The bad news? He's been on the short end of the stick each and every time.
While there was plenty of talk this postseason about Marian Hossa and his quest for the cup, after turning down a lucrative offer from the Penguins to sign a one-year deal with the Red Wings, he wasn't the only former Penguin to wear the winged wheel this season. Conklin was also a member of last year's Penguins team, and it could be argued that he was a far more important part of the Penguins 2007-08 season than Hossa was.
That said, had it not been for the performance of Conklin from December to February, helping to carry the team when Marc-Andre Fleury and Sidney Crosby were both sidelined with ankle injuries, the Penguins might have failed to even qualify for the playoffs. Or, if nothing else, they certainly wouldn't have been in a position to make such a bold move at the trade deadline by acquiring Hossa and Pascal Dupuis from the Atlanta Thrashers.
When Conklin signed with Pittsburgh in the middle of July, 2007, he was pretty much an afterthought. A guy that would compete with Dany Sabourin for the backup job and likely take over the reigns as the starting goalie in Wilkes-Barre/Scranton. That all changed in mid-December when Fleury suffered a high-ankle sprain against the Calgary Flames. Conklin was thrust into the No. 1 job and, essentially, stood on his head for two months, posting a career-best .923 save percentage to go with an 18-8-5 record.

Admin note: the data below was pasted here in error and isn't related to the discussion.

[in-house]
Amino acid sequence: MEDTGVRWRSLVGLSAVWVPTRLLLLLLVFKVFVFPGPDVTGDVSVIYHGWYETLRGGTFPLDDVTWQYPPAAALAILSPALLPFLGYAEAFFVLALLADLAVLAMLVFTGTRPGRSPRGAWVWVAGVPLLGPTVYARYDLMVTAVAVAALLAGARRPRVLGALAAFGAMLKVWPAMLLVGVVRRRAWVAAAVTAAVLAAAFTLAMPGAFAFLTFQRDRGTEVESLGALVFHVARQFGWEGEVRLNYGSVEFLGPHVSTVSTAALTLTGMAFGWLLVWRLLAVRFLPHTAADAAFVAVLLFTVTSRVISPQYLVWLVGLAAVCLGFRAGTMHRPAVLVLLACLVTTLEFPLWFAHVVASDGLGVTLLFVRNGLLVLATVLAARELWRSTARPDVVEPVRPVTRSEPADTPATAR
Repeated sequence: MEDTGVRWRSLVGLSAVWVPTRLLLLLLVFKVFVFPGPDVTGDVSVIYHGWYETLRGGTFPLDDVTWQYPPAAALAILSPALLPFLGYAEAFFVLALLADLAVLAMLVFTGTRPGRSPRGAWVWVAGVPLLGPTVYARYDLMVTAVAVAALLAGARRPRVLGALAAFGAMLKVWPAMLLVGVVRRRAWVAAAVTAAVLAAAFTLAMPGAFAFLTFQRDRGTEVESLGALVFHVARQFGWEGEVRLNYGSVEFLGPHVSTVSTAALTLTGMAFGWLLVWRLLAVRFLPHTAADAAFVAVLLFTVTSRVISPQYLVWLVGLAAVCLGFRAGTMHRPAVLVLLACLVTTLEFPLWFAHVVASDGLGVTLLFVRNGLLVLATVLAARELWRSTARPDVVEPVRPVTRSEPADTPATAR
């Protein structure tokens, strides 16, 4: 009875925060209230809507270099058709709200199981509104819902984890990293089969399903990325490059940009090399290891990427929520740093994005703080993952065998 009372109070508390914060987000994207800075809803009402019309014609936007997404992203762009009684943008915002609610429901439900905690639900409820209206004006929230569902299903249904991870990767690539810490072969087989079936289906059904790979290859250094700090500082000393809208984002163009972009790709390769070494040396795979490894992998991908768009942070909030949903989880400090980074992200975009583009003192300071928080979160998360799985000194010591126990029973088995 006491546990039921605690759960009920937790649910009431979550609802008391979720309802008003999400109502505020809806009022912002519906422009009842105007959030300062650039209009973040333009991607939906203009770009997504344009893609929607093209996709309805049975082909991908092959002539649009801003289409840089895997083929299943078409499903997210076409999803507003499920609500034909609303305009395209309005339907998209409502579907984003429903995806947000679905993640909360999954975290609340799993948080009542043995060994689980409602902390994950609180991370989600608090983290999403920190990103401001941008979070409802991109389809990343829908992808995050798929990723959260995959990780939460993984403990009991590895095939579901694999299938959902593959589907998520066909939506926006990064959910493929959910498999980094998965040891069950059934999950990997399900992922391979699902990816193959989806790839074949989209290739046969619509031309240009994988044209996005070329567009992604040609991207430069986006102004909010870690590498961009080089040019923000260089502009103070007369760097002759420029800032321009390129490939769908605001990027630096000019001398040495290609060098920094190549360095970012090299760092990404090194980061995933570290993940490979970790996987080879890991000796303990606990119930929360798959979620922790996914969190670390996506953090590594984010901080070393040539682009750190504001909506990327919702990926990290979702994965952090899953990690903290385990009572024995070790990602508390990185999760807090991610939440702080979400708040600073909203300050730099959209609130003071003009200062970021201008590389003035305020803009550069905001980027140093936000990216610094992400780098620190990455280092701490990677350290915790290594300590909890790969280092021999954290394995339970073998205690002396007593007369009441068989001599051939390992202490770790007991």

So, the reason I bring this up is this: If you were a professional athlete, would it hurt worse to lose in the championship game/series every season, or never have an opportunity to take part and experience it?
It's worth pointing out that during this four-year run, Conklin has only played 26 minutes of postseason action (20 of which came in Game 5 of this year's Stanley Cup Final), while there was this forgettable moment at the end of Game 1 of the 2005-06 finals when he came on in relief of starter Dwayne Roloson:
From a fan's perspective, as tough as it was to see the Red Wings celebrating with the Stanley Cup in Mellon Arena a year ago, I still wouldn't have traded that experience (as a fan) with a team that didn't even have a chance to see such a run. And I always chuckle when people refer to the Buffalo Bills of the early 1990's as "chokers." They weren't chokers. That was one of the best teams the NFL has seen since the merger, and they accomplished something no team is ever likely to repeat (play in four straight Super Bowls). So, the question remains: if you're a player, which career path hurts more -- losing in the championship every year? Or never getting a chance to take part?